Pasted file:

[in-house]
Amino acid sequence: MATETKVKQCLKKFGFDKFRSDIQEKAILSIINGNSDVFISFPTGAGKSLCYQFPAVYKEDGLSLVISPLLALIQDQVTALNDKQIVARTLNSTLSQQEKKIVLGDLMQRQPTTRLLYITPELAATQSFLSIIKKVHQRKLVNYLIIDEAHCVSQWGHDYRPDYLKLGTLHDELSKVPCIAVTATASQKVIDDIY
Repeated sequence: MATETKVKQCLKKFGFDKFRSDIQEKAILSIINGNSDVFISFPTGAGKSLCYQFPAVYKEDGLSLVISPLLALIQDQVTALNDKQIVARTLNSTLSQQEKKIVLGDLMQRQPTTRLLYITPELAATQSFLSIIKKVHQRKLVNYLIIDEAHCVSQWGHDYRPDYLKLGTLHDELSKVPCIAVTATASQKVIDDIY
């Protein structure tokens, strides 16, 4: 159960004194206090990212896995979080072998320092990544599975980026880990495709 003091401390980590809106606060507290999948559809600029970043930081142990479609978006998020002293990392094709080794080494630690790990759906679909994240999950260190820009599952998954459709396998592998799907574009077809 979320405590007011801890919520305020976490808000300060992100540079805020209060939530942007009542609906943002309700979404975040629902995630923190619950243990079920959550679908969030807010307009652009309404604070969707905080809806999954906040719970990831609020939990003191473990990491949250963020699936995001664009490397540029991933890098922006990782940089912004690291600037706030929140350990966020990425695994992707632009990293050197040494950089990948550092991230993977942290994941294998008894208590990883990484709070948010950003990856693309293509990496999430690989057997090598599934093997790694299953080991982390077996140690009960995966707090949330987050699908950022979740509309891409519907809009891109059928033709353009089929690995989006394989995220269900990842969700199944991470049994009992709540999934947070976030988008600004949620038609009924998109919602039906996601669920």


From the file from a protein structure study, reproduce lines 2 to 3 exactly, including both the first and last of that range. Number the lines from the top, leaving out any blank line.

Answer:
Amino acid sequence: MATETKVKQCLKKFGFDKFRSDIQEKAILSIINGNSDVFISFPTGAGKSLCYQFPAVYKEDGLSLVISPLLALIQDQVTALNDKQIVARTLNSTLSQQEKKIVLGDLMQRQPTTRLLYITPELAATQSFLSIIKKVHQRKLVNYLIIDEAHCVSQWGHDYRPDYLKLGTLHDELSKVPCIAVTATASQKVIDDIY
Repeated sequence: MATETKVKQCLKKFGFDKFRSDIQEKAILSIINGNSDVFISFPTGAGKSLCYQFPAVYKEDGLSLVISPLLALIQDQVTALNDKQIVARTLNSTLSQQEKKIVLGDLMQRQPTTRLLYITPELAATQSFLSIIKKVHQRKLVNYLIIDEAHCVSQWGHDYRPDYLKLGTLHDELSKVPCIAVTATASQKVIDDIY